Contraceptives and their impact on periods
Nearly every woman thinks about contraceptives or birth control techniques to avoid unwanted consequences. Within the process, what gets affected the most is the menstruation cycle. The factors that affect periods are directly related to hormonal contraceptives.
While some menstruators notice irregularities in bleeding, others may experience changes in the duration of the menstrual cycle. There may be prolonged bleeding or in some cases, bleeding may stop completely.
Contraceptive side effects are common and last for a few months. However, researchers say that menstruators tend to discontinue the use of contraceptives after identifying changes in their bleeding patterns.
Let's discuss the different contraceptive measures and how they affect the bleeding patterns in a menstruators body. Note that every individual is different and the experiences vary from one person to another.
We have seen the ads for these little pills pop up every now and then. These are birth control pills, available in two forms - combination pills and mini pills. The former contains both the progestin and estrogen hormones to stop ovulation and embryo implantation.
It thickens the cervical mucus and thins the uterus lining.
Consumption of combination pills helps in relieving cramps and PMS followed by light bleeding between periods. The irregular bleeding might go away with time.
On the contrary, mini pills use progestin hormone only to stop ovulation, which works in a delayed pattern if compared to combination pills. Irregular bleeding and spotting is more frequent with the intake of mini pills. Consistency is the key when you are taking pills as a contraceptive measure. Any delay in their intake directly affects the bleeding.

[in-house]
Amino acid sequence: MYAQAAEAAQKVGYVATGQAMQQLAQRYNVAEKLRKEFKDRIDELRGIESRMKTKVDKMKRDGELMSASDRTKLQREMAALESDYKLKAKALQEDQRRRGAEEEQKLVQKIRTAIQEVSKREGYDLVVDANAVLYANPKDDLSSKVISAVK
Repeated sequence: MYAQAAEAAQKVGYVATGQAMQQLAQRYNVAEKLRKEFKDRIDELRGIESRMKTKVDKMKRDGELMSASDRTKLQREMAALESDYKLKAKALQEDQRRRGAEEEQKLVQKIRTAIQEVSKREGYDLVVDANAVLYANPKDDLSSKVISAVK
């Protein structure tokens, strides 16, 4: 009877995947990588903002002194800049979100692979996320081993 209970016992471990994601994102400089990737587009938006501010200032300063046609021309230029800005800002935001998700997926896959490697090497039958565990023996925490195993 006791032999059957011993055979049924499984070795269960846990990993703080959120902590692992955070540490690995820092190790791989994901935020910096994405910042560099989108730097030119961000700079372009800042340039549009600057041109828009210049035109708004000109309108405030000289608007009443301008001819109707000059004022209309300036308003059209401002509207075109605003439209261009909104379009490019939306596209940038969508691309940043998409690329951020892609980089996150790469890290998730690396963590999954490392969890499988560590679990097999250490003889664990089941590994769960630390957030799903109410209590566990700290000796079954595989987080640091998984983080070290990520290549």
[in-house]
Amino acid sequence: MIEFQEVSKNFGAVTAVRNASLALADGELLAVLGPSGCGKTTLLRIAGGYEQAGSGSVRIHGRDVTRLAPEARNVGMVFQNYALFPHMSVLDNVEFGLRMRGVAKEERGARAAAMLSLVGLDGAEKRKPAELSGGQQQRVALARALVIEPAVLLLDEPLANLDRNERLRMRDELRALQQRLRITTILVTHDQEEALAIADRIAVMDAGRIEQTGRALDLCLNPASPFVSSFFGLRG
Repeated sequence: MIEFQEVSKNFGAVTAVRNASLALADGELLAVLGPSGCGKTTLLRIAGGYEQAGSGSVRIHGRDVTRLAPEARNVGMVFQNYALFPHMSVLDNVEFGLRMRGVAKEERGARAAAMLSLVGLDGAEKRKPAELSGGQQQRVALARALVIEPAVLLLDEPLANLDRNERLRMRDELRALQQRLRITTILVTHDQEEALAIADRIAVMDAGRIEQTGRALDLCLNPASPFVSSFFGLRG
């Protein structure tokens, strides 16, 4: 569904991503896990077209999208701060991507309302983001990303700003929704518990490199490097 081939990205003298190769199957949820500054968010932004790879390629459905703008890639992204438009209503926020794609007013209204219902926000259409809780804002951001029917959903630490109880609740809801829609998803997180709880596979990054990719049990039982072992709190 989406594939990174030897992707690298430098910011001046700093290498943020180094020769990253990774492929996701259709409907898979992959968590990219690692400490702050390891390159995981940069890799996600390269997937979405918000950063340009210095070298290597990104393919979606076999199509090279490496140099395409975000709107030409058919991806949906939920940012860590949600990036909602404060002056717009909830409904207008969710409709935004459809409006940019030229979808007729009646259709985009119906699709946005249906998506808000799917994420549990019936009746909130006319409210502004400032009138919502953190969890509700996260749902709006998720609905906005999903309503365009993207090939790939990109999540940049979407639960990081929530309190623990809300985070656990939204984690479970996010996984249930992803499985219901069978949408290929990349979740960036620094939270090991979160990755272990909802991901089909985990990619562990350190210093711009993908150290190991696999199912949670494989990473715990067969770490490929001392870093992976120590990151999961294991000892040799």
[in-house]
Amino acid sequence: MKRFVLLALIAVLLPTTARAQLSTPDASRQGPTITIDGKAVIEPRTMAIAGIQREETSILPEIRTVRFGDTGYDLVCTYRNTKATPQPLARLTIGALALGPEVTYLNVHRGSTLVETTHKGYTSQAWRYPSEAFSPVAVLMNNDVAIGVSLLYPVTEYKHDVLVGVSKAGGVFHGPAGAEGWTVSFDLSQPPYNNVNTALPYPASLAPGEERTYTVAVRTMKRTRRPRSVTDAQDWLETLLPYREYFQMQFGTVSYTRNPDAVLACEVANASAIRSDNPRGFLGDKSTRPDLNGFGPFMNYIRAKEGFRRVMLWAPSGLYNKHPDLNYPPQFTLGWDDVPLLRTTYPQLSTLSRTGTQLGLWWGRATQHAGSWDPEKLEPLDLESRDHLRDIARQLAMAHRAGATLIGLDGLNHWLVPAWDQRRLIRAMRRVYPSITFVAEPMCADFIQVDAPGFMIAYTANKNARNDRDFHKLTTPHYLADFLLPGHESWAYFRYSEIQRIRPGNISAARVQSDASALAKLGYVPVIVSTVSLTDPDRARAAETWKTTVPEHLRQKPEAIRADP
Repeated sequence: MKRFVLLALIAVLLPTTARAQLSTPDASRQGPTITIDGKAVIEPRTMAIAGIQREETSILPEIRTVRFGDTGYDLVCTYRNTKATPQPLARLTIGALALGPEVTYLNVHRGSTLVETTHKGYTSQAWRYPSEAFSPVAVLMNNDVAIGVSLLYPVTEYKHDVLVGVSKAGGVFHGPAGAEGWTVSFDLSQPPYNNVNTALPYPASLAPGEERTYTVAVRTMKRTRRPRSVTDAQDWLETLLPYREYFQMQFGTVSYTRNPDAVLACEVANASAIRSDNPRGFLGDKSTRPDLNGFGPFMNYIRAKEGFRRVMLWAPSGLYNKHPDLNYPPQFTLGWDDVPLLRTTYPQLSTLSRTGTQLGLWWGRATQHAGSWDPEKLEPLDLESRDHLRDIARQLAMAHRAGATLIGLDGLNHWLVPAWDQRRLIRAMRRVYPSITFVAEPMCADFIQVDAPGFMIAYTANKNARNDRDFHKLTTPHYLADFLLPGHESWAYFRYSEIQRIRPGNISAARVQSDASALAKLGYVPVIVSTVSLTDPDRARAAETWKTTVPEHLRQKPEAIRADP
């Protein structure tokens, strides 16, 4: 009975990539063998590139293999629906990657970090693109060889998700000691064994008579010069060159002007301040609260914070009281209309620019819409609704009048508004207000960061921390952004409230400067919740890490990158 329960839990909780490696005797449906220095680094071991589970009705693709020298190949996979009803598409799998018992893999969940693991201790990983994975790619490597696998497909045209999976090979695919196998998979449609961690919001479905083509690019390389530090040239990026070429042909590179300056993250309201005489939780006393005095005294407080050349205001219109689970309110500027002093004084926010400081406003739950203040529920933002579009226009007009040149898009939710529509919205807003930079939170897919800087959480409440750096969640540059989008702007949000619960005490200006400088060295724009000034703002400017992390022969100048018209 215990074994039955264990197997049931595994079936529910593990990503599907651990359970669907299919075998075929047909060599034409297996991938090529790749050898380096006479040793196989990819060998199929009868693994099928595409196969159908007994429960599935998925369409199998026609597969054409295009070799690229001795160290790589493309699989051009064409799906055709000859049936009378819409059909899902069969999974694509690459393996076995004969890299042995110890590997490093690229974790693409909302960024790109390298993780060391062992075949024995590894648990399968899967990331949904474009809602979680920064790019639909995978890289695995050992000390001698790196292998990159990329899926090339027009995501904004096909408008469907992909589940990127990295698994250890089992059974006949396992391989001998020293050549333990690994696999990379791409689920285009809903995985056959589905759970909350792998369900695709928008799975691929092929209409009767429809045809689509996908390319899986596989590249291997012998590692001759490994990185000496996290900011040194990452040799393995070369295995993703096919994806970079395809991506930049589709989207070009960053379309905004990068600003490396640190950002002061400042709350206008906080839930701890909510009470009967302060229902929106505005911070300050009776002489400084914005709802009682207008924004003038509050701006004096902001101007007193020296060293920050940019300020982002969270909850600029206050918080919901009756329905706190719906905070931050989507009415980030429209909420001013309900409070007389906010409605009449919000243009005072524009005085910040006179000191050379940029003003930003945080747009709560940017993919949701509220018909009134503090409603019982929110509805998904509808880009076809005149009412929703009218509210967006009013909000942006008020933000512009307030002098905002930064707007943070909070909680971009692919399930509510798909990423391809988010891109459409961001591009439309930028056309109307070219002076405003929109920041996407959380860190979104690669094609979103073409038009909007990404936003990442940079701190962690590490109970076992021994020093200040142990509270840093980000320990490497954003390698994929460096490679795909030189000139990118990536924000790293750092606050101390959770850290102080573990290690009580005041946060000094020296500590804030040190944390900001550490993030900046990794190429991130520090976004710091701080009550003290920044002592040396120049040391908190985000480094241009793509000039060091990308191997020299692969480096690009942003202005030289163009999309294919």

While using combination pills in the first three months, users average 3 to 7 total days of bleeding or spotting (including expected withdrawal bleeding). Bleeding days may decrease to about 3 to 5 within the first year of use.
Users taking mini pills experience an average of 6 to 12 total bleeding and spotting days in the first three months of use. After the first year of use, bleeding and spotting days decrease to between 4 to 9 (1).
Intrauterine Devices (IUDs)
Unlike pills, the intake of which cannot be undone, IUDs are the most favored contraceptive measures. An IUD is a small device that is inserted into your uterus and is proven helpful in preventing pregnancy for nearly 12 years.
Why are they most favored? Because these devices provide long-lasting contraception and can be taken out of your uterus. Most importantly, the placement and retrieval of these devices can only be done by a medical provider.
IUDs are of two kinds- Copper IUDs and hormonal IUDs.
Copper IUD is a hormone-free contraceptive that is placed in your uterus to create an unlikely rather harmful environment for the sperm that stops it from reaching the egg and fertilizing it. Implantation of this device does not interfere with your menstrual cycle and your body ovulates in regular behavior. Its side effects, however, include heavy bleeding, painful cramps, and spotting.
A hormonal IUD is a progestin-based device that releases progestin hormone to thicken cervical mucus and thin the uterus lining. This blocks the entry of sperm into the uterus and stops egg fertilization. This device interferes with the menstrual cycle, causing irregular periods and spotting.
Stating facts -